Local Group With Alleged Ties to George Soros Protests MTSU College Republican Event

“Rutherford Indivisible” staged its first protest outside of a town hall meeting organized by the MTSU College Republicans on Thursday.

The Capital Research Center, a conservative think tank that investigates nonprofits has alleged that at least three of Indivisible’s principals “have ties to organizations funded by George Soros.”

U.S. Rep. Diane Black, and state legislators Sen. Jim Tracy, Rep. Bryan Terry and Rep. Mike Sparks were the invited panel.  Joining in the protest was the Green Party, Planned Parenthood and MTSU’s College Democrats.

Members of the audience got a little heated at times with questions and comments about the planned repeal and/or replacement of Obamacare.

“Indivisible” makes no pretense about its goal as posted on its website:

Former congressional staffers reveal best practices for making Congress listen.

The Guide, authored by self-described progressives intending to stop President Trump, provides what is claimed as insider information about everything from “How to Have a Successful Town Hall” to how to start organizing for action, to scripted messages on everything from “Oppose Steve Bannon’s Role on the National Security Council” and “Combat Donald Trump’s Arch-Conservative SCOTUS Pick.”

Seventy-three Indivisible affiliated groups are listed within 100 miles of Nashville.  Included in this mix are individually named Indivisible groups, the Nashville chapter Americans United for Separation for Church & State, the Tennessee Antifascism League and Women United Tennessee.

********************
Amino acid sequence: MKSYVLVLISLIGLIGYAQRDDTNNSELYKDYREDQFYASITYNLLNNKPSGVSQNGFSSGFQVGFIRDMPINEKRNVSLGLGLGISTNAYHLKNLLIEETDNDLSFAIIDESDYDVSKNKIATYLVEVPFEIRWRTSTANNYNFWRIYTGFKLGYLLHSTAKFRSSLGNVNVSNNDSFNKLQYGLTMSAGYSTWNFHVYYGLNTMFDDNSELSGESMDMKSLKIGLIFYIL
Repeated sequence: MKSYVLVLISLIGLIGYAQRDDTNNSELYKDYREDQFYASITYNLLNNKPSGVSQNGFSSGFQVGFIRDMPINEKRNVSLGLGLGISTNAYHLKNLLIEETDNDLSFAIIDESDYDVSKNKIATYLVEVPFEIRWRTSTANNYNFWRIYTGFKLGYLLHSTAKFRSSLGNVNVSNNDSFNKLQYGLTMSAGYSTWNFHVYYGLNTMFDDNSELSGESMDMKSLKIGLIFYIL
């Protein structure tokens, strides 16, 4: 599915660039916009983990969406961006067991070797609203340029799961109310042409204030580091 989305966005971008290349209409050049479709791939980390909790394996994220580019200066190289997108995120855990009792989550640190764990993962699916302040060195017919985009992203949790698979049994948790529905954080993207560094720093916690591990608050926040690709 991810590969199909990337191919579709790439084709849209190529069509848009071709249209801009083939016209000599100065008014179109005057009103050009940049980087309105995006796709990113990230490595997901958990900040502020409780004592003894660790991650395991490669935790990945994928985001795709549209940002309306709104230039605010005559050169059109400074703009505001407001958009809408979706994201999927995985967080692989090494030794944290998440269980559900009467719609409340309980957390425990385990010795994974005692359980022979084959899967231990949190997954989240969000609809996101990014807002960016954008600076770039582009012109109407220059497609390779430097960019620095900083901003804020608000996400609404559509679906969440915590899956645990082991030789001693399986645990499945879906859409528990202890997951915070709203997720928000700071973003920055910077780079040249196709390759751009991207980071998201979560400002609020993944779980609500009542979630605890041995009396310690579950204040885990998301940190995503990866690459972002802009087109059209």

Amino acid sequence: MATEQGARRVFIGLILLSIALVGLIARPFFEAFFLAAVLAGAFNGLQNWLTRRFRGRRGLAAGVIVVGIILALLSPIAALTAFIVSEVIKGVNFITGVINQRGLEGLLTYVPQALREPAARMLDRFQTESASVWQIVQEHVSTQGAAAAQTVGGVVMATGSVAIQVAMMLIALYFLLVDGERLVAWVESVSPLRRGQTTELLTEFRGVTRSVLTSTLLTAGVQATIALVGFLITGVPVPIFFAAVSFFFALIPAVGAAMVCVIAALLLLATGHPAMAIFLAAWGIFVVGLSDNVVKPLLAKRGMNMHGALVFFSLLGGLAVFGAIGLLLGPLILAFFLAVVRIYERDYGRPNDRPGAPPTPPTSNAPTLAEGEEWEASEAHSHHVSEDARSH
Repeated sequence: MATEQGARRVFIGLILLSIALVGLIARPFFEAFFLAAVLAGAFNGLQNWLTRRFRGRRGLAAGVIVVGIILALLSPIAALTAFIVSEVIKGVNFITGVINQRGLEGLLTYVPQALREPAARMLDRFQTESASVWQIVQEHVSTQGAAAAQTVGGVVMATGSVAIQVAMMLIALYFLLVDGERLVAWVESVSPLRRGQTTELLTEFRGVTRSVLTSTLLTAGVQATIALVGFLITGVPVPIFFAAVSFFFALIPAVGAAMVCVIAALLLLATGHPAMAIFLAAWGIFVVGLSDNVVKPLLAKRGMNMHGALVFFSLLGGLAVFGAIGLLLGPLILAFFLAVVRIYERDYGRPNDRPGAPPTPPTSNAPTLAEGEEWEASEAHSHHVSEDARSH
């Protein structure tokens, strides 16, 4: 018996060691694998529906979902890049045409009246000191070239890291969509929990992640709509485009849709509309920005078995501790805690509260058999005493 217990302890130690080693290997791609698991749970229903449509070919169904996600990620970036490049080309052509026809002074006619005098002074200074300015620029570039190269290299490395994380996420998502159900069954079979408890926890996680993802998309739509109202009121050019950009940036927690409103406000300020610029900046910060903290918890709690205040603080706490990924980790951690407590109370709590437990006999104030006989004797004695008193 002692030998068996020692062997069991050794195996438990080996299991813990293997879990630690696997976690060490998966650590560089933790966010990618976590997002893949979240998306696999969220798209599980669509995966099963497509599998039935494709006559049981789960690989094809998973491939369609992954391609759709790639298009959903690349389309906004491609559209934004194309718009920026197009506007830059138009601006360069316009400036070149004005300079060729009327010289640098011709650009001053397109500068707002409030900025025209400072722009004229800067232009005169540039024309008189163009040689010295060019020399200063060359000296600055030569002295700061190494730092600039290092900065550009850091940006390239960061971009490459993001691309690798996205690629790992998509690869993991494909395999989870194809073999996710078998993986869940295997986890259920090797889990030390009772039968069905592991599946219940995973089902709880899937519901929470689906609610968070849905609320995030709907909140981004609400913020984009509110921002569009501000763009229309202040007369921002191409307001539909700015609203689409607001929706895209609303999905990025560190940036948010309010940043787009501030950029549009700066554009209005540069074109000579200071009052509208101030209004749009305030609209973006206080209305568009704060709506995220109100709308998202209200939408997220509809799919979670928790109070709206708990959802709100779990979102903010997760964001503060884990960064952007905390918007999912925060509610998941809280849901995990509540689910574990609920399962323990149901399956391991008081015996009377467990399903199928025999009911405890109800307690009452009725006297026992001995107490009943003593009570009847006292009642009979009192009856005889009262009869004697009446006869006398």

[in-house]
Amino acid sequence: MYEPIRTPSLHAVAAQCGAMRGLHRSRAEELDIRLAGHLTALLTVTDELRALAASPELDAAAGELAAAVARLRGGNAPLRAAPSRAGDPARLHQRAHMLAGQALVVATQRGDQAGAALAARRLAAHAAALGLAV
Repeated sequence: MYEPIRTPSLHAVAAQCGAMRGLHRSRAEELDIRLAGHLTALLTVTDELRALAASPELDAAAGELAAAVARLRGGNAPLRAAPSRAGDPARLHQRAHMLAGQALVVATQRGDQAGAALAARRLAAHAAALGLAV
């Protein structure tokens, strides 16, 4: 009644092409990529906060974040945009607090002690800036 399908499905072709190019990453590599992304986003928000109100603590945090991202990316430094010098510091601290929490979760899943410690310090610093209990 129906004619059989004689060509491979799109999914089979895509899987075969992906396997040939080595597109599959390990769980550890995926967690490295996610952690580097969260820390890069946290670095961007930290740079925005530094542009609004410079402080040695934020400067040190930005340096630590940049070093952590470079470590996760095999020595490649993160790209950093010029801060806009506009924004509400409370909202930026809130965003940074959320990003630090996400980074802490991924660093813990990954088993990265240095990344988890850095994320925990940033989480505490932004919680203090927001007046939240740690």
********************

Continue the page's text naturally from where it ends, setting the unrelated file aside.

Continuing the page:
Members of Congress referred to as “MoC” in the Guide, will be in their home districts February 18 – 26 for a short recess. Indivisible groups have been instructed to go to MoC district offices and “[d]emand a meeting with the MoC. Report to the world if they refuse to listen.” They have been alerted to target their MoC by showing up at scheduled town hall meetings.

Rep. Marsha Blackburn has a town hall scheduled on February 21st at the Fairview City Hall.

Instructions are included in The Guide for what to do at town hall meetings including, “[g]et seated and spread out. Head into the venue a bit early to grab seats at the front half of the room, but do not all sit together. Sit by yourself or in groups of two, and spread out throughout the room. This will help reinforce the impression of broad consensus.” And, to remember to always applaud after a member of the group asks a question to make it appear that every one in the audience feels the same way.

Despite written instructions to be “respectful, polite, and non-confrontational” Indivisible protestors shouted down a Utah Congressman for 80 straight minutes.

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